Available on the Yellow Sound Label on September 18, 2012
Big Sackbut is the self titled debut recording from this group, Featuring Joe Fiedler, Josh Roseman, Ryan Keberle & Marcus Rojas
CD Release Celebration at The Jazz Gallery – Saturday, September 8
Big Sackbut, featuring Joe Fiedler, Ryan Keberle, Josh Roseman (trombones) & Marcus Rojas (tuba) 212 242 1063, 290 Hudson St, NYC, www.jazzgallery.org
“Fiedler’s among the most impressive trombonists to emerge in the past couple of decades.” – Harvey Pekar/Signal to Noise Magazine
“Trombonist Joe Fiedler has been an MVP in configurations that range fromsalsa bands to the jazz avant-garde.” – Time Out New York
“You will be hard pressed to find more adventurous and imaginative use of the trombone as an instrument of musical expression.” – Stan Pethel/International Trombone Association Journal
Few musicians possess the incredibly diverse and vast resume that trombonist/composer Joe Fiedler boasts. The perennially in-demand artist has worked with “everyone”, from Wycleff Jean, Jennifer Lopez, to Celia Cruz, Ralph Irizarry, Eddie Palmieri, and from Andrew Hill, Lee Konitz, Maria Schneider, to Borah Bergman, Anthony Braxton and Cecil Taylor. He is also an active member of some of the most revered ensembles working today, including the Miguel Zenon Large Ensemble, Fast ‘n Bulbous-The Captain Beefheart Project, Chris Jonas’ The Sun Spits Cherries, the Satoko Fujii Big Band, David Weiss and Endangered Species, the Jason Lindner Ensemble, The Mingus Band, the Ed Palermo Big Band, the Charles Tolliver Big Band and many others. Suffice it to say, you would be hard pressed to meet a musician today that hasn’t crossed paths on stage or in studio with Mr. Fiedler.
In addition to this bustle of activity that comes with being one of the first call trombonists in the world (his eclectic discography easily exceeds 100 recordings), Fiedler has been making his mark with a string of compelling recordings under his own name, including Sacred Chrome Orb (Yellow Sound Label, hailed as “Excellent” by The Boston Globe, and featuring John Hebert-bass and Michael Sarin-drums), Joe Fiedler Plays the Music of Albert Mangelsdorff, and The Crab (both on Clean-Feed).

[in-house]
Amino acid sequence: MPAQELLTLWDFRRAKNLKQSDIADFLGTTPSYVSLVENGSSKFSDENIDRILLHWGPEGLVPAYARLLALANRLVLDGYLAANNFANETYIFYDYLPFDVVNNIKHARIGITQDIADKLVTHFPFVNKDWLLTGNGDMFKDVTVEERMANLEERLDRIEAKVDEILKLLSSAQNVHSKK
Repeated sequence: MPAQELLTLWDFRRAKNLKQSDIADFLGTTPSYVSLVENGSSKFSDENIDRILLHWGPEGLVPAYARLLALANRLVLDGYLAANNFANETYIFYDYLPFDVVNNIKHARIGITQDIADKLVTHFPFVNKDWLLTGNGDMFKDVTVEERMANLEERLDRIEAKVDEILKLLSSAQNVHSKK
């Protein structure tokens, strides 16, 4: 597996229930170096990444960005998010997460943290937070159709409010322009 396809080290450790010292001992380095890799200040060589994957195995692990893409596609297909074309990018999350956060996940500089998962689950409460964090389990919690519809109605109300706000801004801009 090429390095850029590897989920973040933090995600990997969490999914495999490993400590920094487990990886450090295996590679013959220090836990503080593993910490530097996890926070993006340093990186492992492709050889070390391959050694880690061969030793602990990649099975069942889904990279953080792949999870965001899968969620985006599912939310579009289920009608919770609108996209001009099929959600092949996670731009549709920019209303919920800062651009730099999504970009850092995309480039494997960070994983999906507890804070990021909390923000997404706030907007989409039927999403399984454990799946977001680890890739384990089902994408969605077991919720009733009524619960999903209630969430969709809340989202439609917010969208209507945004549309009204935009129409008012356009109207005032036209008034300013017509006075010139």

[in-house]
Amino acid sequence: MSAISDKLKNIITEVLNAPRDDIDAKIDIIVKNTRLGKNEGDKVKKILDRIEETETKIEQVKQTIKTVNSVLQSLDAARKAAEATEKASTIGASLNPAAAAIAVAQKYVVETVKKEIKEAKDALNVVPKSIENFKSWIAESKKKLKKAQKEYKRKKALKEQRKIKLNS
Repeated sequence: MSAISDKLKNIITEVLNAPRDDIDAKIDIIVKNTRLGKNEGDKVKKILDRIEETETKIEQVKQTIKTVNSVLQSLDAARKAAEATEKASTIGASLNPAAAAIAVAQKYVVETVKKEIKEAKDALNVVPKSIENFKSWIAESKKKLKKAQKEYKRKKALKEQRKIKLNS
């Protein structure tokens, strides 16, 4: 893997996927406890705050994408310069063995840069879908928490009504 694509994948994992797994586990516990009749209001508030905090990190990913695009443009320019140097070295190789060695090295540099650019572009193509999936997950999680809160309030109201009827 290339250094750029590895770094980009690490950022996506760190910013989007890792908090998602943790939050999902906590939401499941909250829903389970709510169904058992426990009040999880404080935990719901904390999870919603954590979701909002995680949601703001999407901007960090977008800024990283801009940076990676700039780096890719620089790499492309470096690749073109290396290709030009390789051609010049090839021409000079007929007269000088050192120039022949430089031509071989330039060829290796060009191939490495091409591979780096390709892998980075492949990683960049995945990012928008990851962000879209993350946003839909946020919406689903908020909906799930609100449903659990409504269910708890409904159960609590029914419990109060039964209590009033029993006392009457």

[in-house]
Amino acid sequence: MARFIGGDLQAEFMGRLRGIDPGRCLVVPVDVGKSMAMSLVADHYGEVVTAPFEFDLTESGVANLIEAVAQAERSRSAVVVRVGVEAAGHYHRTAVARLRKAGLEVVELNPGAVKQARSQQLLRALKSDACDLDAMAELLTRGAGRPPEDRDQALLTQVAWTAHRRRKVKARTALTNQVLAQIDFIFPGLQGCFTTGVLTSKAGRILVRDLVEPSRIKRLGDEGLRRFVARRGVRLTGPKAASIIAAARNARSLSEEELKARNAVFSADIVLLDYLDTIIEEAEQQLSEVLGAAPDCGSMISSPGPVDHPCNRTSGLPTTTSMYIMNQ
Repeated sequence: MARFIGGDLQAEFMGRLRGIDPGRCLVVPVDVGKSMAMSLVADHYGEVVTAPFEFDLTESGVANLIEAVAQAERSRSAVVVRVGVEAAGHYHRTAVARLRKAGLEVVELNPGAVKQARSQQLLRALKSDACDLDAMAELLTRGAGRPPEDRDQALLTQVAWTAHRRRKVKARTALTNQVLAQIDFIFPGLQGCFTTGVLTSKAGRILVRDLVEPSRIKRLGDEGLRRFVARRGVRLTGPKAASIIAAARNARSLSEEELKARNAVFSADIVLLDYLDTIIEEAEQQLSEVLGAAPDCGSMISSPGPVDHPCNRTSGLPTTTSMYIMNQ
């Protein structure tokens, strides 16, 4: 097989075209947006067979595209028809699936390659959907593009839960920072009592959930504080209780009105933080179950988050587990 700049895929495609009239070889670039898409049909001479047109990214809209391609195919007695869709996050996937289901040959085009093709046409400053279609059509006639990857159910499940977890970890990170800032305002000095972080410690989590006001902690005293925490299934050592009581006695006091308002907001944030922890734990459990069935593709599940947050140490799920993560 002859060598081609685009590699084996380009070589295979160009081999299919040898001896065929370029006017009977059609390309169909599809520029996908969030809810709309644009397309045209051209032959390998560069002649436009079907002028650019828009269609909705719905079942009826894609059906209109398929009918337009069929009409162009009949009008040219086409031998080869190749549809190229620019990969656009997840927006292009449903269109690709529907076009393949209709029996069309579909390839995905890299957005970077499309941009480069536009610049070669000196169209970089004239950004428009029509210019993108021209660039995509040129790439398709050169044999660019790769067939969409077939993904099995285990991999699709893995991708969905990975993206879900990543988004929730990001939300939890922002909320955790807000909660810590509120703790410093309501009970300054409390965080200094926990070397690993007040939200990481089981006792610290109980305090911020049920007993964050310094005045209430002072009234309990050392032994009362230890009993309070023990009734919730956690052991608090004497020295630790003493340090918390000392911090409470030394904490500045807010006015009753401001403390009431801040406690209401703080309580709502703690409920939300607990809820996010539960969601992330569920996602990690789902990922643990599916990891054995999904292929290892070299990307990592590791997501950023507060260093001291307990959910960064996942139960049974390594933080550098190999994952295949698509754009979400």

Joe Fiedler’s newest recording, Big Sackbut, featuring Fiedler, Josh Roseman & Ryan Keberle – trombones, and Marcus Rojas – tuba (on the Yellow Sound Label, September 18, 2012), was really born in the late 1980s when Fiedler first saw The World Saxophone Quartet live. Fiedler explains this revelation: “The drive and energy that they put forth, all without a traditional rhythm section was quite compelling. In addition, the tunes had a wonderful balance of ‘loose-tightness’ or ‘tight-looseness’ that totally sucked me right in. And this is to say nothing of the four powerhouse solo voices. I immediately thought of how I might incorporate my image of all of those elements into a trombone driven project of my own. Those ideas rattled around in my head for more than 20 years. Then a little more than two years ago, while on a gig with Ryan Keberle, I told him of my intention to finally follow through and put it all together. As it turned out he was curating a series for the New York Slide Workers Union and offered me a gig. It was just the little nudge that I needed to bring the project to life, and here it is!”